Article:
India’s reputation for its quality of statistics has suffered yet another blow as questions are now being raised over a key database called MCA-21, introduced for calculating the country’s gross domestic product.

In a study conducted by the National Sample Survey Office in the 12 months ended June 2017, it was found that up to 36% of companies that are part of the MCA-21 database and that were included in India’s GDP calculations could not be traced or were wrongly classified, Mint newspaper reports.

As a result, two detailed reports based on the survey had to be junked. For GDP calculation the Ministry of Corporate Affairs had even included firms that had reported their financial data only once in three years as “active companies.”

According to the current methodology, if a company does not report its financial data in a particular year, the Central Statistics Office relies on a “blow-up” technique that uses the paid-up capital at the time of setting up of the company as the basis for computation of gross value added by that company. This leads to an overestimation of economic activity as it does not reflect actual production of goods and services and also takes into account fake firms, the daily added.

Statisticians have raised doubts over the use of an untested database in India’s national accounts. It also raises troubling questions about the decline of the Central Statistics Office, which was once a globally renowned institution.

However, the government has claimed that the presence of ghost companies in the government database has no impact on economic data and a recent study was undertaken to understand the data gaps and take remedial steps.

This erosion of credibility in the government’s economic data comes at a time when economists have raised concerns about the politicization of economic and job data, and it could even affect investor confidence in India.

Kaushik Basu, professor of economics at Cornell University and former chief economist of the World Bank, has tweeted, “India had a global reputation for the quality of its statistics. It is unfortunate to see this damaged. On the plus side, this can explain why India’s GDP numbers were not matching with its poor record of job creation.”

Last month International Monetary Fund chief economist Gita Gopinath raised doubts over the veracity of India’s GDP numbers and called for greater transparency in its statistics. Gopinath said there were some issues with the way India was calculating its growth rate and the IMF was paying close attention to the new numbers.

Also read: India’s GDP numbers have some issues: IMF

Earlier in March a group of 108 economists and social scientists from various institutions in India and abroad decried the Narendra Modi government’s tweaking of yardsticks used to calculate GDP and complained of a practice of withholding unpleasant data. The group called for an end to political interference in influencing such data and restoration of “institutional independence” and integrity to the statistical organization.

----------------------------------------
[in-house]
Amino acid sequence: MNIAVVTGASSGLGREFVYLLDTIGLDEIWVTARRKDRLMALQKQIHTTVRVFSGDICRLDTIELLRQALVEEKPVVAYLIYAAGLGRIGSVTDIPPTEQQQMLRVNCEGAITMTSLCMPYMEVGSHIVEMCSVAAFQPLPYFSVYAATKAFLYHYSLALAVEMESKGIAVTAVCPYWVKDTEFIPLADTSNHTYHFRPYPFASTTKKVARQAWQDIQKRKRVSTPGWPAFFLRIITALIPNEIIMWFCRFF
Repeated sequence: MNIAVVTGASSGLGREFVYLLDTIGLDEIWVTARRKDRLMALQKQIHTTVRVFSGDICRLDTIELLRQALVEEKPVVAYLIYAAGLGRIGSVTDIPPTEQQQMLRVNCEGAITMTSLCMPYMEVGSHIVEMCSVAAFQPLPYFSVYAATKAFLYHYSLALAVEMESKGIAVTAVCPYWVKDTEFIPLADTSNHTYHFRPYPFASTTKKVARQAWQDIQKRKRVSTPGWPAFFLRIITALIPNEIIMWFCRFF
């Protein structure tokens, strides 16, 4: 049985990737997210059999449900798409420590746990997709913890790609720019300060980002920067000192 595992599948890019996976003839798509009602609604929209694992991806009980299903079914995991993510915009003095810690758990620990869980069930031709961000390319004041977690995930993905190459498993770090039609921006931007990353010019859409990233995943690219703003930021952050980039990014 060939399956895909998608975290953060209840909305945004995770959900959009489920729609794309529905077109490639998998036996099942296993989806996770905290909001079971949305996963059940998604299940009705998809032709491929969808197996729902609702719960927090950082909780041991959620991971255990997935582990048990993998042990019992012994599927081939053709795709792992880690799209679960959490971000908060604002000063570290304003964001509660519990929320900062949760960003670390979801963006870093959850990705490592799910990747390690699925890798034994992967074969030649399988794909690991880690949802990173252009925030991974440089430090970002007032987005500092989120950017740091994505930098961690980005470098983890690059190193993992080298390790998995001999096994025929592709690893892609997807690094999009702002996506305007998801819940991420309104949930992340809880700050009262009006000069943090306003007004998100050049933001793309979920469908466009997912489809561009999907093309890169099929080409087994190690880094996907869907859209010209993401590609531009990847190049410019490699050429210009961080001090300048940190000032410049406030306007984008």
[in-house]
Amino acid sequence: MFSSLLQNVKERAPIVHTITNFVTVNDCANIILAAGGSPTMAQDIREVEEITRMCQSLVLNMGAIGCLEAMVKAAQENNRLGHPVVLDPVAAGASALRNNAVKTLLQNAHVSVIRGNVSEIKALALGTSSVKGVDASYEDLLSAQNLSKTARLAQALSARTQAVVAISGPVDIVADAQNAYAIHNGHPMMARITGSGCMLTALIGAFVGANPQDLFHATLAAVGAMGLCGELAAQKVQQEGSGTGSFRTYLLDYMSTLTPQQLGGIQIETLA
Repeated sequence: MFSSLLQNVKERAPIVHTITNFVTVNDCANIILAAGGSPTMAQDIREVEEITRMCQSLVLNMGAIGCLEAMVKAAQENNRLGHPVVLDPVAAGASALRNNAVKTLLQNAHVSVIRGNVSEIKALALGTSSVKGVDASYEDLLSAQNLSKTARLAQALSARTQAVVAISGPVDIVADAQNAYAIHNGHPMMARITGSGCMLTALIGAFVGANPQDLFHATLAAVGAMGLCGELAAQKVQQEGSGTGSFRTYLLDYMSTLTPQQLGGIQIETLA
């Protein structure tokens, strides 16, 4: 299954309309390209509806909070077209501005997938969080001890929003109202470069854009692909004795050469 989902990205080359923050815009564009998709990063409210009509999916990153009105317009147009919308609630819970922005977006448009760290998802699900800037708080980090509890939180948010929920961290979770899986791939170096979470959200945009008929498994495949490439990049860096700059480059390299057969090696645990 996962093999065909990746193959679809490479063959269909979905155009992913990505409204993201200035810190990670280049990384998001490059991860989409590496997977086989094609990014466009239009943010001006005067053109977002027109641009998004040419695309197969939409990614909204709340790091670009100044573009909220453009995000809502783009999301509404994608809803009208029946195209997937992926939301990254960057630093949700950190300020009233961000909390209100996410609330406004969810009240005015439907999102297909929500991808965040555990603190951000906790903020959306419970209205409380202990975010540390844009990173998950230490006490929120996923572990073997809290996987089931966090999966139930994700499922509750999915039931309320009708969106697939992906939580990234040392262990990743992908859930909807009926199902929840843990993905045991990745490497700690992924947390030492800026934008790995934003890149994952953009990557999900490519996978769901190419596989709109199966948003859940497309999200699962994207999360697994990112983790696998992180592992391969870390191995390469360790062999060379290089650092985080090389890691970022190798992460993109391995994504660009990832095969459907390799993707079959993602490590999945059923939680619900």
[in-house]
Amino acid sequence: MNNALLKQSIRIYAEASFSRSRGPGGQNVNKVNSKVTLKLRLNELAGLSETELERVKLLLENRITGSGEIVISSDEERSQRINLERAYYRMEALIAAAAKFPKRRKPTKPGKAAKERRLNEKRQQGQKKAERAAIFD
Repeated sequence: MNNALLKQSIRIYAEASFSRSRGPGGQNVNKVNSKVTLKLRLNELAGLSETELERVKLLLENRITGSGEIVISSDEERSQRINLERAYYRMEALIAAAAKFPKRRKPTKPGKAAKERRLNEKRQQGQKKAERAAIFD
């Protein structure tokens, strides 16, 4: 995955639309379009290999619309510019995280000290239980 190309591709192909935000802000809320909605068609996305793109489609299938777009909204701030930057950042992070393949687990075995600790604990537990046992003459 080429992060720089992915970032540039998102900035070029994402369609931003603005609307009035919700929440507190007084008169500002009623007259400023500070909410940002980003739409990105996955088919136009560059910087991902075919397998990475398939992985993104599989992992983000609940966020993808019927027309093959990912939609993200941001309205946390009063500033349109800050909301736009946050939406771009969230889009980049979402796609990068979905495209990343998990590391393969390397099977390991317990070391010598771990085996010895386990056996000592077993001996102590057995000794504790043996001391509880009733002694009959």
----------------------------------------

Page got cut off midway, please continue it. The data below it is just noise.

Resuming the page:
Also read: Indian government meddling with data: Experts

Former Reserve Bank of India Governor Raghuram Rajan had called for the appointment of an impartial body to review the GDP data. He had expressed doubts that the Indian economy was really growing at 7% per annum, claiming that not enough jobs were being created.

Also read: Ex-RBI chief wants GDP data reviewed

In February, there was a controversy about the latest unemployment report produced by the National Sample Survey Office, which claimed that the country’s jobless rate reached a 45-year high in the 2017-18 fiscal year.

Also read: India’s jobs data leaves Modi govt red-faced

Interestingly, the report was to have been released in December 2018 but was kept under wraps. Two NSSO officials, acting chairman P C Mohanan and member J V Meenakshi, stepped down, citing delays in releasing the report. The data came to light only after Business Standard daily published the leaked findings of the report.

Tax collection hit

On the other hand in a sign of a weakening economy, the country’s direct tax collection for the year 2018-19 fell short of the target by Rs 620 billion (US$8.86 billion) at Rs 11.18 trillion ($160 billion) with lower corporate tax collections emerging as one of the reasons. In addition, lower profits of micro, small and medium enterprises also had a negative impact on tax collections.

The government had set a target of Rs 12 trillion ($ 171.3 billion). Total tax collection numbers indicate that it got 13.4% more than in the previous fiscal year, but fell short of the revised target of 18%.